Gardening
Composting

Composting

Composting is a key component to successful homesteading.

Think of all the daily kitchen scraps wasted!

Start your composting bin to repurpose those scraps into your very own affordable – truly organic – fertilizer!

There are many ways to go about this, but I’m all about simplicity, cost efficient and space savvy! After a bit of researching this is what I have chosen for starting my backyard gardening venture.

Easy Trash Can Compost Bin

– originally found on thespruce.com

To start out composting, purchase the most inexpensive 32 gallon or larger plastic garbage can you can find. Make sure it has a lid.

Using a two to three-inch hole saw bit and a drill, drill holes all the way around the trash can (lid, bottom, and sides) six to twelve inches apart.

Cover these holes with window screening. Good strong duct tape or epoxy will work also.

Place hovered over bricks to allow for air flow.

 


What do you put into your trash can composter?

  • Fruit and vegetable peels and cores
  • Leftover cooked veggies (as long as they don’t have salt or butter on them)
  • Produce that’s past its prime
  • Coffee grounds
  • Tea leaves and tea bags
  • Egg shells
  • Shredded paper & newspaper
  • Small twigs
  • Weeds, leaves, grass clippings and spent flowers from the garden
  • Wood shavings

Try for a ratio of at least 4:1 of browns to greens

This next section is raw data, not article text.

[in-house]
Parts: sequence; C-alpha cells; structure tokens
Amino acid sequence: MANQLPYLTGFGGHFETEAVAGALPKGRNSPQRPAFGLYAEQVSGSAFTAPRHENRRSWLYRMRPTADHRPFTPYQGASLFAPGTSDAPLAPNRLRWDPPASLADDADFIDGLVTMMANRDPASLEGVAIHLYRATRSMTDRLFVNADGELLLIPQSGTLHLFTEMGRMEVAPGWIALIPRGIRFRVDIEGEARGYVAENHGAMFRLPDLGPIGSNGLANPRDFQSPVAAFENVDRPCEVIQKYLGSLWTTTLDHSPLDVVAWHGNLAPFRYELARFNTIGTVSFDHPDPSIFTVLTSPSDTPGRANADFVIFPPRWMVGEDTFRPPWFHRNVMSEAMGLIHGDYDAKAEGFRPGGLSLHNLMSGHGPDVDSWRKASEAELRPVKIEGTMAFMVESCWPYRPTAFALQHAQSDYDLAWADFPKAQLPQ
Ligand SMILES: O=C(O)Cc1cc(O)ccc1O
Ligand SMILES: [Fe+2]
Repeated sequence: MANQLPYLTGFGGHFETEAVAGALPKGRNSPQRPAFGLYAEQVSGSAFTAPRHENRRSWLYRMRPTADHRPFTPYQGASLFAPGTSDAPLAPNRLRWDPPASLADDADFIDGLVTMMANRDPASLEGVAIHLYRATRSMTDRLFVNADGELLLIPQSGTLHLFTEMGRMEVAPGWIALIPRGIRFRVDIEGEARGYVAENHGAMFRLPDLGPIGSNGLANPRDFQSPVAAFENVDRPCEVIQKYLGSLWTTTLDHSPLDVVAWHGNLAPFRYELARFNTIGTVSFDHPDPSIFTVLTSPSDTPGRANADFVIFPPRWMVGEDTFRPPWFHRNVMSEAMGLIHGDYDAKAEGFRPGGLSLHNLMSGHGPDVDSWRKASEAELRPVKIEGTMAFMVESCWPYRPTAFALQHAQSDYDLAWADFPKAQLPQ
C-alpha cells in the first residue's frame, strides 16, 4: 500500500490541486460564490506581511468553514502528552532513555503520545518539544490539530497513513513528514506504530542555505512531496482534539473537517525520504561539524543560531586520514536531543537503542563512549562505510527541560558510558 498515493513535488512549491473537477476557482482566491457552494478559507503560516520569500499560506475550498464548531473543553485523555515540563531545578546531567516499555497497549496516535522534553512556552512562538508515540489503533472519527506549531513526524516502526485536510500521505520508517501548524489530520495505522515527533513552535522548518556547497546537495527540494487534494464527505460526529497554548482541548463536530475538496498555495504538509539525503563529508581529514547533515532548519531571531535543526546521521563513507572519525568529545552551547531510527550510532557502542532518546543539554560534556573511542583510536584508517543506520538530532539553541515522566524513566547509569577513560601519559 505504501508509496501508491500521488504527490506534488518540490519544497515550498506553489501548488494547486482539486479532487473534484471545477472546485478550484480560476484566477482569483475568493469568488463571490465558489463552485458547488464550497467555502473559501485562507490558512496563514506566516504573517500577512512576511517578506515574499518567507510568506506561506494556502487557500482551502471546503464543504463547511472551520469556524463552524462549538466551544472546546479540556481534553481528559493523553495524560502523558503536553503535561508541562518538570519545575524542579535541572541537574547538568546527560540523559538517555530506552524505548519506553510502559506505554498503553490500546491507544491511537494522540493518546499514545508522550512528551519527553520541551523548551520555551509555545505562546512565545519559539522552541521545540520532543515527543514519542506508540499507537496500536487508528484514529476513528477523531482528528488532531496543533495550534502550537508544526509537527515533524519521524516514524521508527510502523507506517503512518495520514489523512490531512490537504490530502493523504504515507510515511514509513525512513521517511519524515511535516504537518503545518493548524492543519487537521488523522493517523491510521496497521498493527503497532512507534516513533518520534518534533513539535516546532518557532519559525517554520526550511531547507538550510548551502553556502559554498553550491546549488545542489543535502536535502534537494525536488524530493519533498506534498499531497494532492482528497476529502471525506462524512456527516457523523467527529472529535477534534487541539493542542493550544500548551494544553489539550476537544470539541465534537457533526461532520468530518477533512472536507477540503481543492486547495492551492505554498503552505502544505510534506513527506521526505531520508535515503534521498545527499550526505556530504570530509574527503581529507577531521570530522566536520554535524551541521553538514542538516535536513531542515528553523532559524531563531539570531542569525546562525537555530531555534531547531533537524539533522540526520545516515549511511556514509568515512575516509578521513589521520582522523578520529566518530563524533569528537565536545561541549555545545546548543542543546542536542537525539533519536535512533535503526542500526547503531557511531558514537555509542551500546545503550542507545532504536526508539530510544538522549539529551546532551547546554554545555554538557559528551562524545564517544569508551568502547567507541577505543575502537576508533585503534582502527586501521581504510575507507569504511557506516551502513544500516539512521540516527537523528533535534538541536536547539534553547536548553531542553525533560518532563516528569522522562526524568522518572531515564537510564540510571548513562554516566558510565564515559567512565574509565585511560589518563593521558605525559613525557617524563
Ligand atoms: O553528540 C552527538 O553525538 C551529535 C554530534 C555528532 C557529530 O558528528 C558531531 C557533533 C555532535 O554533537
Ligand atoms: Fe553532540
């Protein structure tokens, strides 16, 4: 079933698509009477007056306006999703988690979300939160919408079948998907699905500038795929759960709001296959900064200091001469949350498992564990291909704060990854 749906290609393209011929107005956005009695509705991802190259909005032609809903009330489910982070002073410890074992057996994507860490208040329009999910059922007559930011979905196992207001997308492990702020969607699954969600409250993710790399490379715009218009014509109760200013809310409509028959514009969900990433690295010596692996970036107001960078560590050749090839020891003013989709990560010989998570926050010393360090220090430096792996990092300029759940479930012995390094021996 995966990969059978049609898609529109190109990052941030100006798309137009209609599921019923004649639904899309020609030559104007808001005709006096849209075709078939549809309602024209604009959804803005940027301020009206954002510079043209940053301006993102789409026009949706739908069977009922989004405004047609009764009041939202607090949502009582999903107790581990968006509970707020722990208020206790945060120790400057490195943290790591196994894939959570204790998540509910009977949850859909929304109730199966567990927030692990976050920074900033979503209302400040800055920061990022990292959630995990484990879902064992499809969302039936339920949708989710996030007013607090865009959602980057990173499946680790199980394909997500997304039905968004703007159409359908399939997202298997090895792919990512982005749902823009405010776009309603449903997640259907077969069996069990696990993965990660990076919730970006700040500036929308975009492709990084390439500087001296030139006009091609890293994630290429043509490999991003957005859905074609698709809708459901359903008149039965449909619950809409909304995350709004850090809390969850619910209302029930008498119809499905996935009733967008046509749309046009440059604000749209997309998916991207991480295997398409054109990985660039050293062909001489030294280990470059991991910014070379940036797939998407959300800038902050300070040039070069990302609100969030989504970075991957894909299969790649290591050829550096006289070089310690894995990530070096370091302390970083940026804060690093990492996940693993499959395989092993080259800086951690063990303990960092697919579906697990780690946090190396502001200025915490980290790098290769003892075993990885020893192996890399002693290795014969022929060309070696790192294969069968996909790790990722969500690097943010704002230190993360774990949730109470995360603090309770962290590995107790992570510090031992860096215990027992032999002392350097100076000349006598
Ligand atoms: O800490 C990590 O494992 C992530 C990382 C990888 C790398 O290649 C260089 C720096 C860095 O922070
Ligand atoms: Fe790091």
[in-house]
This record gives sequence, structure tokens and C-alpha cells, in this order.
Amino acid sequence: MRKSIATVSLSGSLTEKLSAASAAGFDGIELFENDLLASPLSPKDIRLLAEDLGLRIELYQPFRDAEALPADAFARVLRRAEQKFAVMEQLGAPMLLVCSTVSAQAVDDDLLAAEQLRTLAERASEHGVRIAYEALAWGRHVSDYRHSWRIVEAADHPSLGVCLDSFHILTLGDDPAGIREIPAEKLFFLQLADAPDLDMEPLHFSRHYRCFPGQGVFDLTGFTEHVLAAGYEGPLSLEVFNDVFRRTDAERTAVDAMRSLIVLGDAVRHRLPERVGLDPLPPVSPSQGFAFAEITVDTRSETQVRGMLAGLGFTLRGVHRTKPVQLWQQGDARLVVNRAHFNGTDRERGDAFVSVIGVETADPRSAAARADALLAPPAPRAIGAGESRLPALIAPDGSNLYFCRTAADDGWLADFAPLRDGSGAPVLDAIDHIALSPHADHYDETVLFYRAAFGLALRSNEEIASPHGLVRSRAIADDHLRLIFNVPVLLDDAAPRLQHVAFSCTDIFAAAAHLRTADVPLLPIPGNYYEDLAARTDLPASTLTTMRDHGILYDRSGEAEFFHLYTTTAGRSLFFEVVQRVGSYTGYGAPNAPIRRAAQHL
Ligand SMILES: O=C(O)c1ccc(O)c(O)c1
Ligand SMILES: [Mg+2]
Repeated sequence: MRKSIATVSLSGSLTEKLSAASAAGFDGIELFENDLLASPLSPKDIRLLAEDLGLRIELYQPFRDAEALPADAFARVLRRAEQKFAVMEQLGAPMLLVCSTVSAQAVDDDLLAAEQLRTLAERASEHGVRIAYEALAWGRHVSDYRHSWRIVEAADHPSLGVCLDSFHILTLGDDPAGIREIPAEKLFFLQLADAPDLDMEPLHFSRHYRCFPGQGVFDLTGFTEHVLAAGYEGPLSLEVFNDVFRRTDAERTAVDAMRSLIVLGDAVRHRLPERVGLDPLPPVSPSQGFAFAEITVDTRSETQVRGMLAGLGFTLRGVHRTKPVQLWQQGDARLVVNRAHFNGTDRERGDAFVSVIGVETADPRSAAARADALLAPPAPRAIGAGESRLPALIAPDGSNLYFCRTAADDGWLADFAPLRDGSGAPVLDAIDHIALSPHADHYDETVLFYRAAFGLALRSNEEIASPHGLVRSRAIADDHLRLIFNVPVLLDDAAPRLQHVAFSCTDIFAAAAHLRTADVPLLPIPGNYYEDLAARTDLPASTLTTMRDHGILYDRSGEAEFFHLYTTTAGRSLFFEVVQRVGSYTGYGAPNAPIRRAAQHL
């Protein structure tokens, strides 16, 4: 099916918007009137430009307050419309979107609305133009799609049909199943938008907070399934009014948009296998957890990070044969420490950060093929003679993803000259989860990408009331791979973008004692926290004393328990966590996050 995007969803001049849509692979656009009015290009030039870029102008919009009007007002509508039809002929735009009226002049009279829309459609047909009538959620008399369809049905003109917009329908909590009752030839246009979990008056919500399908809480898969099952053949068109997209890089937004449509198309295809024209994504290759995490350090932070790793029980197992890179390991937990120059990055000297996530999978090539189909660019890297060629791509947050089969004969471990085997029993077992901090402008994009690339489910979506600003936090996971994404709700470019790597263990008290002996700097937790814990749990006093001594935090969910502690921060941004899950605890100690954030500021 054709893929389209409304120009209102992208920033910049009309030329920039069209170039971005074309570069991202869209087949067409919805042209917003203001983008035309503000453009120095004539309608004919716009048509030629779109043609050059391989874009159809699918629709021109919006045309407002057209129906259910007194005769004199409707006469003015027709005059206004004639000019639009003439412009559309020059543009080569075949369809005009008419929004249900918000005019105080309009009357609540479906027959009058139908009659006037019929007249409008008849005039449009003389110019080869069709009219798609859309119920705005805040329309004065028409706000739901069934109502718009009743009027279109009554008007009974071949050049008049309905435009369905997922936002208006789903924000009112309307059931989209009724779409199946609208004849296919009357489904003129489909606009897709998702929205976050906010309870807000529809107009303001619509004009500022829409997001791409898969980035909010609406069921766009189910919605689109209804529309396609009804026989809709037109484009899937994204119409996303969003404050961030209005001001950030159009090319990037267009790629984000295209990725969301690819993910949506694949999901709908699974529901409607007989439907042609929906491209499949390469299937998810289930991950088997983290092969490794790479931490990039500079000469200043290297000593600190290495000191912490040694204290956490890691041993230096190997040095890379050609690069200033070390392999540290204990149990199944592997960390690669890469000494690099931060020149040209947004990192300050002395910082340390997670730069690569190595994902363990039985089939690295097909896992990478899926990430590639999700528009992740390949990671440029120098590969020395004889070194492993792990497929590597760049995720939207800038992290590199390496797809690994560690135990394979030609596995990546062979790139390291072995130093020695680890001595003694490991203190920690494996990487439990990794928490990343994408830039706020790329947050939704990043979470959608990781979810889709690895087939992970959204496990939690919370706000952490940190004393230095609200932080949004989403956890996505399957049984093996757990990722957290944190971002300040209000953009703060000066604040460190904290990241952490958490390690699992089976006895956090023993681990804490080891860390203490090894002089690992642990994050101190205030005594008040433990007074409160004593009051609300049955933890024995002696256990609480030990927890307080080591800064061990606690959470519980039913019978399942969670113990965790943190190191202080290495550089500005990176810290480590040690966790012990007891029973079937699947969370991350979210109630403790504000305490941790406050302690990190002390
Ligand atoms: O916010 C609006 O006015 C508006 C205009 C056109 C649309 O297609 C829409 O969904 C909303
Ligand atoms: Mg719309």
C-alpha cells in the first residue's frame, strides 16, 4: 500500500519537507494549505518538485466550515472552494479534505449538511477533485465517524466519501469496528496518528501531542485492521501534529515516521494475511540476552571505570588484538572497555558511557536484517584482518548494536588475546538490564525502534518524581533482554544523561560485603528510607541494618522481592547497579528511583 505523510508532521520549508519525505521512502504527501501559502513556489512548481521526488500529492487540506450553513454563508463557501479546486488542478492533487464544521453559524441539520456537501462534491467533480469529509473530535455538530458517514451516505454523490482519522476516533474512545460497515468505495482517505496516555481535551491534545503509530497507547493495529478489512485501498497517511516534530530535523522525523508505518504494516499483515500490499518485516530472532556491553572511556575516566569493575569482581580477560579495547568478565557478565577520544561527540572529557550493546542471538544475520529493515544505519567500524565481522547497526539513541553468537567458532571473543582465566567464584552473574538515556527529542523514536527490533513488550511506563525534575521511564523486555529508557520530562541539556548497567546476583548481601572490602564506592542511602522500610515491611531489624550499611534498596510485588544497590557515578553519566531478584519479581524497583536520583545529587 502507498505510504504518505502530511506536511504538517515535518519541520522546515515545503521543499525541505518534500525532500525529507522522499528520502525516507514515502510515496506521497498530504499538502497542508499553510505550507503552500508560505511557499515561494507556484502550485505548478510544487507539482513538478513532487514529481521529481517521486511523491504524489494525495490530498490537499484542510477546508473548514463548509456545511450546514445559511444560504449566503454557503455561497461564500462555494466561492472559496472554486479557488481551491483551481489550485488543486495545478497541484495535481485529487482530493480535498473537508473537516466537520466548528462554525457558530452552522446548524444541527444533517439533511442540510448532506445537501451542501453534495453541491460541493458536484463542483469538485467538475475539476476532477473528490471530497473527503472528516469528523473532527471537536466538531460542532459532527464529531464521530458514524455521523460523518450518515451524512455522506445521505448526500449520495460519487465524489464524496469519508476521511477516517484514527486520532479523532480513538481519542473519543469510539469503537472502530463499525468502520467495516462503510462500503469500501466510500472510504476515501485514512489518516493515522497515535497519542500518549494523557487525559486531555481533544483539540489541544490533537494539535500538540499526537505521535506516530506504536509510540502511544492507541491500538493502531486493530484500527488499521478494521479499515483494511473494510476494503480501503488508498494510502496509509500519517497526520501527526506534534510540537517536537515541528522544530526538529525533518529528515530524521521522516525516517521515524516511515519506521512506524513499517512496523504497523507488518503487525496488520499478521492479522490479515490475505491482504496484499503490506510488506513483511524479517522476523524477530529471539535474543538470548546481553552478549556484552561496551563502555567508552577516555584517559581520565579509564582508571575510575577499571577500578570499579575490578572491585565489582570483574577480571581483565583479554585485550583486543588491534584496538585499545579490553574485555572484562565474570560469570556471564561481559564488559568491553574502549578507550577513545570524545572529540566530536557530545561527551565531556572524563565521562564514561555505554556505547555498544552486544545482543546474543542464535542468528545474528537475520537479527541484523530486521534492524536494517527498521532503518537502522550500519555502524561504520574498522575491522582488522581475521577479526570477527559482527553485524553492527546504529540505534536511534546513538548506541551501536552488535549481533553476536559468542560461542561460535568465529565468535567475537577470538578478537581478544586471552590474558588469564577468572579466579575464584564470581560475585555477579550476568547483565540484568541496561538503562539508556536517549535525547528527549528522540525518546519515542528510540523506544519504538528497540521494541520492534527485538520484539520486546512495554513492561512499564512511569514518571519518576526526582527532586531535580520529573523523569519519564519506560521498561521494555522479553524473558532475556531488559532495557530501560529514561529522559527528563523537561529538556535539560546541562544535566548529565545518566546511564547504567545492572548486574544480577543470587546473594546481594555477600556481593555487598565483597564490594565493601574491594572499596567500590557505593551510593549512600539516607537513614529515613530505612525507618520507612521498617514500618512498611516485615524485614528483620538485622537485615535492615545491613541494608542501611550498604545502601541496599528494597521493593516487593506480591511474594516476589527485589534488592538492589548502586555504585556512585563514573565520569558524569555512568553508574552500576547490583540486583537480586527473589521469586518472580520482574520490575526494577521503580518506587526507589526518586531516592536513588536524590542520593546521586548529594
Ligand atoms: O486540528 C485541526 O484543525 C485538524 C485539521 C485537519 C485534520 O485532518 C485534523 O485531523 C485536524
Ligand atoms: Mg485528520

It is a good idea to add a shovelful of garden soil to your compost as well. The soil contains all kinds of microorganisms which will consume the contents of your compost and break it down. If you don’t have access to garden soil don’t worry too much, it will still work out.

Make sure that your compost stays moist, but not wet. In general, your compost should feel like a wrung-out sponge. Any wetter than that, and it will start to smell because it has become anaerobic, meaning oxygen can’t get to parts of the pile.

Keep your compost aerated. In a traditional pile, this is done by digging into the pile and turning the contents every week or two. You can aerate your trash can composter by simply laying it on its side and rolling it around a few times.


How To Use Your Compost

You’ve spent a couple weeks building and producing some rich natural compost and now it’s time to use it!

Compost is ready to use when it is dark, brown, and crumbly with an earthy odor. It would not be moldy and rotten. There is usually some life it in – earth worms and other insects.

Finished compost can be used in a layer on top of your soil to nourish the plants underneath.

You can also mulch it in if you choose, though water will carry nutrients down into the soil when just left on top – this is called top-dressing.

You can top-dress a garden, a tree, even a lawn – just sprinkle it in!


Maintaining Your Compost

As your materials are decomposing, it goes through a heating and cooling process. During this process, the cooler the pile, the slower it will turn into compost.

When first starting out, you shouldn’t re-add to your pile too often because new material will cool the pile down and will be behind the stuff that’s already “cooking”. It’s a good idea to have a good amount built up before expecting too much out of your bin.

Once a pile is truly up and running though, it can easily absorb new material without necessarily being slowed down. Kitchen garbage, especially, which tends to be soft and fairly high in nitrogen, can be dug into the center of a hot pile where it will disappear within days without cooling and slowing down the current compost.


Sources: Planet Natural, University of Illinois Extension, The spruce

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